McNally Robinson closes stores, seeks bankruptcy protection

Winnipeg-based independent bookseller McNally Robinson has filed for bankruptcy protection and is closing two of its stores — one in the Don Mills area of Toronto and one in Winnipeg’s Polo Park Shopping Centre. Two stores remain: its Saskatoon location and its flagship Grant Park Shopping Centre location in Winnipeg, the latter of which I’ve visited — great store. I have a lot of affection for this chain, having grown up bookish in Winnipeg and given them a not-insubstantial amount of my money, and am sad to see this happen. News coverage from CBC News, the Financial Post and, of course, the Winnipeg Free Press (follow-up stories here and here); see also McNally Robinson’s blog entry on the situation.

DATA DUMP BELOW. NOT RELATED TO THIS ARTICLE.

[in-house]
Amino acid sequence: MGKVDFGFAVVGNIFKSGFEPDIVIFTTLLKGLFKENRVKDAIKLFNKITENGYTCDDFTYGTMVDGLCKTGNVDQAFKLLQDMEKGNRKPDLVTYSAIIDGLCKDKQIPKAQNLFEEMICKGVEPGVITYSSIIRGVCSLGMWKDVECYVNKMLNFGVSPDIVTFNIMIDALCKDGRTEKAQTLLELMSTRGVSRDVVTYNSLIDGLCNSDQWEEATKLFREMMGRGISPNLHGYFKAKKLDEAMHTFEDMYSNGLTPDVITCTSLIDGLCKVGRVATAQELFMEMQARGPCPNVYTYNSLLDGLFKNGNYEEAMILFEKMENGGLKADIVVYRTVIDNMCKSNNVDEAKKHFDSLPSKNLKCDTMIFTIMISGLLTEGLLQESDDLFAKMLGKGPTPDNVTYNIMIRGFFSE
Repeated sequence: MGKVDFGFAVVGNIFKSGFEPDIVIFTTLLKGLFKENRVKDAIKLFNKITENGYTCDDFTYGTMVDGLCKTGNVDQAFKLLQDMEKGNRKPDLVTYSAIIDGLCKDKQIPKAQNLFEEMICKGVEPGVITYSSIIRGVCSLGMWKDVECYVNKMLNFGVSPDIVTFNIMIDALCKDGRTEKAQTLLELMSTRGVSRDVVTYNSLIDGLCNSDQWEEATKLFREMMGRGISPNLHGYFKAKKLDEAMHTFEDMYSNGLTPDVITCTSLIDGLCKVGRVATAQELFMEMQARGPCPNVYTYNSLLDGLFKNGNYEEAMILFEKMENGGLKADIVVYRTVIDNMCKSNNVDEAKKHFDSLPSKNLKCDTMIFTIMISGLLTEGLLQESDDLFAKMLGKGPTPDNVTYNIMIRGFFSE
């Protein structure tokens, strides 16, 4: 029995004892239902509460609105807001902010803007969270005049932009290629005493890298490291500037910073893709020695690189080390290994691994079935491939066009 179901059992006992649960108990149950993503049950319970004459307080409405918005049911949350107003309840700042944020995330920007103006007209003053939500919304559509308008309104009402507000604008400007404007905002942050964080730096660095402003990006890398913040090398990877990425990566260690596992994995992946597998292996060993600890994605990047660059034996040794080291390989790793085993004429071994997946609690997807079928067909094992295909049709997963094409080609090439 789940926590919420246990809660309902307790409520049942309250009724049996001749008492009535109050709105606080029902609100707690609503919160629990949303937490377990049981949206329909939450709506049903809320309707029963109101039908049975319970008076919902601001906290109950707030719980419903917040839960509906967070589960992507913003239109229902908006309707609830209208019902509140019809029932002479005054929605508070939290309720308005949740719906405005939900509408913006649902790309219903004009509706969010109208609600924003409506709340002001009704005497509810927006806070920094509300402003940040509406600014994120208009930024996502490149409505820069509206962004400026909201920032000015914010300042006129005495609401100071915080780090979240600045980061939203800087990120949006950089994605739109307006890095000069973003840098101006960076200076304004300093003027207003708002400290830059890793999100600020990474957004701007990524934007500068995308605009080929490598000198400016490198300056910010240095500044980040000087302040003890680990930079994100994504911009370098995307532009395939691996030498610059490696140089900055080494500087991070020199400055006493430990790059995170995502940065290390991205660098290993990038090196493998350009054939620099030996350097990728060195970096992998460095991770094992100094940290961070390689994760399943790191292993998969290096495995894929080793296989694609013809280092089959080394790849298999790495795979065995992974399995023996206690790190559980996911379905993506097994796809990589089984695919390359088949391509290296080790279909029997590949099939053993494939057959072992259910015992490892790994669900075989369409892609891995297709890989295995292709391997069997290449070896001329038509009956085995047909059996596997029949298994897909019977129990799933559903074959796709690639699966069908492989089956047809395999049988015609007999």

Update, Jan. 26: That was quick: McNally Robinson emerges from bankruptcy protection.

The eclipse of 1979

1979 eclipse (photo by Matthew Cole) My first major astronomical experience took place 30 years ago: the total solar eclipse of February 26, 1979. Some people spend thousands of dollars to see a solar eclipse; I was lucky: the eclipse came to me. But to see it, I had to stay home from school that morning. My father’s recollection is that for some nonsensical reason or other, the schools were going to keep the kids inside during totality. Screw that, said my parents, who had three science degrees between them. So I saw the last few seconds of totality from my front porch.

Meanwhile, a lot of people came to Winnipeg in February to see it, which as an expatriate Winnipegger I will admit is not the best time of year to visit: see recollections at Behind Blue Skies and Regenaxe. Here’s the April 1979 issue of the newsletter of the Kingston chapter of the Royal Astronomical Society of Canada, which contained several eclipse reports, including one by David Levy.

(Photo of the 1979 eclipse by Matthew Cole.)

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